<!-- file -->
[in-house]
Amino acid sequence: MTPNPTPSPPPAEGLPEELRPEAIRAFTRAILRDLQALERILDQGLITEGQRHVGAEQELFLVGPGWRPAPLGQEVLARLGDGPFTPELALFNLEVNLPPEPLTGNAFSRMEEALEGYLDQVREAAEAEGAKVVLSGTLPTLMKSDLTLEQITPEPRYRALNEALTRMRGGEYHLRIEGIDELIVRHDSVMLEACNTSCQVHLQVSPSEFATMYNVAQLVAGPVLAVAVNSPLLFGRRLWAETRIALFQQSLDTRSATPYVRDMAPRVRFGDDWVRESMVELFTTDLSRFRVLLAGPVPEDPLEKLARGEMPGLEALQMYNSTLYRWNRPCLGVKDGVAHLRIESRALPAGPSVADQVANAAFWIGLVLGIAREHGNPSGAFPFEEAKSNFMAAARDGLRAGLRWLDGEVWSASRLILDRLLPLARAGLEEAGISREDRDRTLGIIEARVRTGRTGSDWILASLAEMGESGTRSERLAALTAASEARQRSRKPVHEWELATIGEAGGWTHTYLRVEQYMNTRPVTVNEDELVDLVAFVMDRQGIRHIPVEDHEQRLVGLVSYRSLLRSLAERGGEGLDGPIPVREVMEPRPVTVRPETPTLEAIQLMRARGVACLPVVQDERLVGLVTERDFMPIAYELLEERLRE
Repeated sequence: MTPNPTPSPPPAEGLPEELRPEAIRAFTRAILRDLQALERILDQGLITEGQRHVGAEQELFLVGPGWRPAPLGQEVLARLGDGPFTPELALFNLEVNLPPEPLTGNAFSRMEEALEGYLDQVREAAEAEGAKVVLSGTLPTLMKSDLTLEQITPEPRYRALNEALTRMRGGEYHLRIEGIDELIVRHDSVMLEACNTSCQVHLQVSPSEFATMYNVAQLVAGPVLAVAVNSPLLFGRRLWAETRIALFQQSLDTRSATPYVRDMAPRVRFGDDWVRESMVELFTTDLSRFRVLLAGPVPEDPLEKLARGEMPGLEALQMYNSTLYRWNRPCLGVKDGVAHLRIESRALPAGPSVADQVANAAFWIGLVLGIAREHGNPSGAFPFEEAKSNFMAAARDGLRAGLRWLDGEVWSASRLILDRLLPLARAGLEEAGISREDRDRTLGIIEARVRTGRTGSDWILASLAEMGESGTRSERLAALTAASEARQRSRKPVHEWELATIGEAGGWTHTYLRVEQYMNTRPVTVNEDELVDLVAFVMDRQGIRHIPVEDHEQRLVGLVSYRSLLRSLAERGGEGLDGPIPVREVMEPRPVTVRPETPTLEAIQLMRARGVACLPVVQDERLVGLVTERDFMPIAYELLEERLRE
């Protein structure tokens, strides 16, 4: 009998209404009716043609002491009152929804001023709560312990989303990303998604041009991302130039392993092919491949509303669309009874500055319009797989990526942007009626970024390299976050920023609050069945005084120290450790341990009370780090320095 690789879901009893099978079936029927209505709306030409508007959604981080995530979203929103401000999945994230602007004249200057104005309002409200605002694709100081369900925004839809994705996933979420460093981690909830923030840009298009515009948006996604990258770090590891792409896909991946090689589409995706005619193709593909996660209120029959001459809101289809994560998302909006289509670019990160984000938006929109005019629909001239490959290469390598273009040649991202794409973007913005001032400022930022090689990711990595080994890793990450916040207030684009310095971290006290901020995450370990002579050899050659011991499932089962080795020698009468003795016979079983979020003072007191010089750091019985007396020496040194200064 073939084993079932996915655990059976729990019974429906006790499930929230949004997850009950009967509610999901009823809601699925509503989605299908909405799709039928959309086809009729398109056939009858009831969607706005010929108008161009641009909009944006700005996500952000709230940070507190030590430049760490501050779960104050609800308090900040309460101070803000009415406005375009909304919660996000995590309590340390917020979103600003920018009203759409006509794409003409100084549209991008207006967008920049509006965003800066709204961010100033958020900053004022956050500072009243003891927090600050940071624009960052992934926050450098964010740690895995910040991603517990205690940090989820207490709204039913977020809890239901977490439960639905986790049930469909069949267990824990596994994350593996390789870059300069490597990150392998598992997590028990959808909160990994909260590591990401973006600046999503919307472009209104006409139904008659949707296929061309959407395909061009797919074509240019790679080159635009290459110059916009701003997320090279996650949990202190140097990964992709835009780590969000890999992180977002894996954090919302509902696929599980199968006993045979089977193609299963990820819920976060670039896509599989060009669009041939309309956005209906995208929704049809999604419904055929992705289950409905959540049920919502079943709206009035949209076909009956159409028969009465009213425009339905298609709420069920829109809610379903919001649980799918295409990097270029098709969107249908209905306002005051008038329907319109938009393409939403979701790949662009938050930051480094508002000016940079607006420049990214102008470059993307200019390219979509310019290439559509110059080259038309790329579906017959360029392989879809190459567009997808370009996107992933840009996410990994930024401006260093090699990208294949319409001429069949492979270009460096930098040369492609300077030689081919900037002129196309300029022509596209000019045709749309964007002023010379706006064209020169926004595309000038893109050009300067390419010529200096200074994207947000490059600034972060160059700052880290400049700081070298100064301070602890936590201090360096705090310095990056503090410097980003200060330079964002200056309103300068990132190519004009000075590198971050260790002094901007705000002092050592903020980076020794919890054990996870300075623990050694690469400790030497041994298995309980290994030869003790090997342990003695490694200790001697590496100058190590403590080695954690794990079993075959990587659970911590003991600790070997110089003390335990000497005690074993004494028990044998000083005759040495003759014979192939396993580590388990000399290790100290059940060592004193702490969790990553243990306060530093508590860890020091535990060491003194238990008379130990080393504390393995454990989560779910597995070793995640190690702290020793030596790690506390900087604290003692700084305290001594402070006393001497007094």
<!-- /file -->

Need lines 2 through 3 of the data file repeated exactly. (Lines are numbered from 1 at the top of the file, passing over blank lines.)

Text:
Amino acid sequence: MTPNPTPSPPPAEGLPEELRPEAIRAFTRAILRDLQALERILDQGLITEGQRHVGAEQELFLVGPGWRPAPLGQEVLARLGDGPFTPELALFNLEVNLPPEPLTGNAFSRMEEALEGYLDQVREAAEAEGAKVVLSGTLPTLMKSDLTLEQITPEPRYRALNEALTRMRGGEYHLRIEGIDELIVRHDSVMLEACNTSCQVHLQVSPSEFATMYNVAQLVAGPVLAVAVNSPLLFGRRLWAETRIALFQQSLDTRSATPYVRDMAPRVRFGDDWVRESMVELFTTDLSRFRVLLAGPVPEDPLEKLARGEMPGLEALQMYNSTLYRWNRPCLGVKDGVAHLRIESRALPAGPSVADQVANAAFWIGLVLGIAREHGNPSGAFPFEEAKSNFMAAARDGLRAGLRWLDGEVWSASRLILDRLLPLARAGLEEAGISREDRDRTLGIIEARVRTGRTGSDWILASLAEMGESGTRSERLAALTAASEARQRSRKPVHEWELATIGEAGGWTHTYLRVEQYMNTRPVTVNEDELVDLVAFVMDRQGIRHIPVEDHEQRLVGLVSYRSLLRSLAERGGEGLDGPIPVREVMEPRPVTVRPETPTLEAIQLMRARGVACLPVVQDERLVGLVTERDFMPIAYELLEERLRE
Repeated sequence: MTPNPTPSPPPAEGLPEELRPEAIRAFTRAILRDLQALERILDQGLITEGQRHVGAEQELFLVGPGWRPAPLGQEVLARLGDGPFTPELALFNLEVNLPPEPLTGNAFSRMEEALEGYLDQVREAAEAEGAKVVLSGTLPTLMKSDLTLEQITPEPRYRALNEALTRMRGGEYHLRIEGIDELIVRHDSVMLEACNTSCQVHLQVSPSEFATMYNVAQLVAGPVLAVAVNSPLLFGRRLWAETRIALFQQSLDTRSATPYVRDMAPRVRFGDDWVRESMVELFTTDLSRFRVLLAGPVPEDPLEKLARGEMPGLEALQMYNSTLYRWNRPCLGVKDGVAHLRIESRALPAGPSVADQVANAAFWIGLVLGIAREHGNPSGAFPFEEAKSNFMAAARDGLRAGLRWLDGEVWSASRLILDRLLPLARAGLEEAGISREDRDRTLGIIEARVRTGRTGSDWILASLAEMGESGTRSERLAALTAASEARQRSRKPVHEWELATIGEAGGWTHTYLRVEQYMNTRPVTVNEDELVDLVAFVMDRQGIRHIPVEDHEQRLVGLVSYRSLLRSLAERGGEGLDGPIPVREVMEPRPVTVRPETPTLEAIQLMRARGVACLPVVQDERLVGLVTERDFMPIAYELLEERLRE